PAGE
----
BACKGROUND: Human immunodeficiency virus (HIV)–associated sensory neuropathy is a common neurological complication of HIV infection affecting up to 30% of HIV-positive individuals. However, the exact neuropathological mechanisms remain unknown, which hinders our ability to develop effective treatments for HIV-related neuropathic pain (NP). In this study, we tested the hypothesis that inhibition of proinflammatory factors with overexpression of interleukin (IL)-10 reduces HIV-related NP in a rat model.
METHODS: NP was induced by the application of recombinant HIV-1 envelope protein gp120 into the sciatic nerve. The hindpaws of rats were inoculated with nonreplicating herpes simplex virus (HSV) vectors expressing anti-inflammatory cytokine IL-10 or control vector. Mechanical threshold was tested using von Frey filaments before and after treatments with the vectors. The mechanical threshold response was assessed over time using the area under curves. The expression of phosphorylated p38 mitogen-activated kinase, tumor necrosis factor-α, stromal cell–derived factor-1α, and C-X-C chemokine receptor type 4 in both the lumbar spinal cord and the L4/5 dorsal root ganglia (DRG), was examined at 14 and 28 days after vector inoculation using Western blots.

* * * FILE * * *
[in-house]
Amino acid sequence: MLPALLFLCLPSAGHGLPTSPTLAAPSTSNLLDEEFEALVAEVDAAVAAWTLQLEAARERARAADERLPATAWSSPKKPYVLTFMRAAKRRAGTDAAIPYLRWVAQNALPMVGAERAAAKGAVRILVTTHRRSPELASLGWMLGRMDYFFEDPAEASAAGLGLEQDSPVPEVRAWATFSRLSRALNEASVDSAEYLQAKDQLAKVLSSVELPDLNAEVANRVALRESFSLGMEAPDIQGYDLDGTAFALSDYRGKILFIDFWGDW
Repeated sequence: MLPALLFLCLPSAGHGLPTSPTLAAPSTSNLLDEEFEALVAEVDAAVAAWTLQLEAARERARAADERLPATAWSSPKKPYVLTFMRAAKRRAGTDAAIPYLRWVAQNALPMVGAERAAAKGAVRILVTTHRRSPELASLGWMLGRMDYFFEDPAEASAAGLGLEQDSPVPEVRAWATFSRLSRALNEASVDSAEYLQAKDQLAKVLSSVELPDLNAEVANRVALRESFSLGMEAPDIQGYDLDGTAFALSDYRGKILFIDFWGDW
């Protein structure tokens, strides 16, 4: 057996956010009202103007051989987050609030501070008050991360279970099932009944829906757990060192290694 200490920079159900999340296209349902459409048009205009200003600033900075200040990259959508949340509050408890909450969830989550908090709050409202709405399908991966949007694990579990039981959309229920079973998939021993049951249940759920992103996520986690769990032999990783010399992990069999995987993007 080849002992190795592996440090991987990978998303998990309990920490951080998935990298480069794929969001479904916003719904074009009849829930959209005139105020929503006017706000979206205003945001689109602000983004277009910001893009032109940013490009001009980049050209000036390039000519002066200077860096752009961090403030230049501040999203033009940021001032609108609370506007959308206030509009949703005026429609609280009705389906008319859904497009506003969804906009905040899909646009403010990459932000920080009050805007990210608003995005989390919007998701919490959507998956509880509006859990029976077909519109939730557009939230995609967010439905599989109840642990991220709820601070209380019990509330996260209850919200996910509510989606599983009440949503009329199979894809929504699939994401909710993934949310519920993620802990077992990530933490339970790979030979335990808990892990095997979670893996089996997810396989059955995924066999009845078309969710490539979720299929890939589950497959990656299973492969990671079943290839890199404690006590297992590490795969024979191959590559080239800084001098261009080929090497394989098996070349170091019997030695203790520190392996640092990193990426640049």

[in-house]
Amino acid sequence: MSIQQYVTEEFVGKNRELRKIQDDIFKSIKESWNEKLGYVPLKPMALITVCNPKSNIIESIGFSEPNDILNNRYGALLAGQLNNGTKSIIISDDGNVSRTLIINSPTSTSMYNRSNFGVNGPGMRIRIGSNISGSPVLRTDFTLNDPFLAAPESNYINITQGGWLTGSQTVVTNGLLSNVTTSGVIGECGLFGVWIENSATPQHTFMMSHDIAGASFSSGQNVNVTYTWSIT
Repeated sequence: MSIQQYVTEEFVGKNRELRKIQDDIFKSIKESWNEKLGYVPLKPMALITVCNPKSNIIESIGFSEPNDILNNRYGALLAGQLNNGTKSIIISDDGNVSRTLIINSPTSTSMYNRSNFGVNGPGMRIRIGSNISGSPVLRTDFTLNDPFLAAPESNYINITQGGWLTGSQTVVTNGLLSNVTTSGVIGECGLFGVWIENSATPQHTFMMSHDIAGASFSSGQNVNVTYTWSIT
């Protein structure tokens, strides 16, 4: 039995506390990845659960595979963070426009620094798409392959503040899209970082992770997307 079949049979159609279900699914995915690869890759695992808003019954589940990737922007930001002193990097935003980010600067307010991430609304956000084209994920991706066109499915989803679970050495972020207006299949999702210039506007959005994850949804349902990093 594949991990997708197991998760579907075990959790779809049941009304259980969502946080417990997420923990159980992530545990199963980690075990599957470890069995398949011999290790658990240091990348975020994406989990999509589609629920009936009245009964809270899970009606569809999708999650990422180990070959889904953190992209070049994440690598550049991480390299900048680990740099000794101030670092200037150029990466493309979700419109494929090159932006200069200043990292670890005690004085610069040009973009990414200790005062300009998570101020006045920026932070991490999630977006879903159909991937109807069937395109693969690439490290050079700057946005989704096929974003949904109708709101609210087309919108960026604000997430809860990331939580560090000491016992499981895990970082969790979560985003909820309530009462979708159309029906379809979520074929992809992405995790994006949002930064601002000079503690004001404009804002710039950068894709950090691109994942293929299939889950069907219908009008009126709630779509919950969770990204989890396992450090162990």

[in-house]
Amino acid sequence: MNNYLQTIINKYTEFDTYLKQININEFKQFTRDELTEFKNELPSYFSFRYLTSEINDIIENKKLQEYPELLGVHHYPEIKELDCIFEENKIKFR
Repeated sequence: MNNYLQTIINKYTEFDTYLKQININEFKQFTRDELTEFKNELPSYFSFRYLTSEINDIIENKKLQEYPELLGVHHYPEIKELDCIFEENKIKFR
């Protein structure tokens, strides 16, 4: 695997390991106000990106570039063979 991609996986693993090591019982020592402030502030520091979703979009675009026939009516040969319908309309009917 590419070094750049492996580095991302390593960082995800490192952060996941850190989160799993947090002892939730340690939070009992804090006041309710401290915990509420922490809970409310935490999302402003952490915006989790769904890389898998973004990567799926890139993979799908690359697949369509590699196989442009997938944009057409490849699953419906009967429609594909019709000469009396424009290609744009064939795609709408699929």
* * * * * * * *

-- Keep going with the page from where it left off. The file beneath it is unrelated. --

RESULTS: We found that in the gp120-induced NP model, IL-10 overexpression mediated by the HSV vector resulted in a significant elevation of the mechanical threshold that was apparent on day 3 after vector inoculation compared with the control vector (P < 0.001). The antiallodynic effect of the single HSV vector inoculation expressing IL-10 lasted >28 days. The area under curve in the HSV vector expressing IL-10 was increased compared with that in the control vector (P < 0.0001). HSV vectors expressing IL-10 reversed the upregulation of phosphorylated p38 mitogen-activated kinase, tumor necrosis factor-α, stromal cell–derived factor-1α, and C-X-C chemokine receptor type 4 expression at 14 and/or 28 days in the DRG and/or the spinal dorsal horn.
CONCLUSIONS: Our studies demonstrate that blocking the signaling of these proinflammatory molecules in the DRG and/or the spinal cord using the HSV vector expressing IL-10 is able to reduce HIV-related NP. These results provide new insights on the potential mechanisms of HIV-associated NP and a proof of concept for treating painful HIV sensory neuropathy with this type of gene therapy.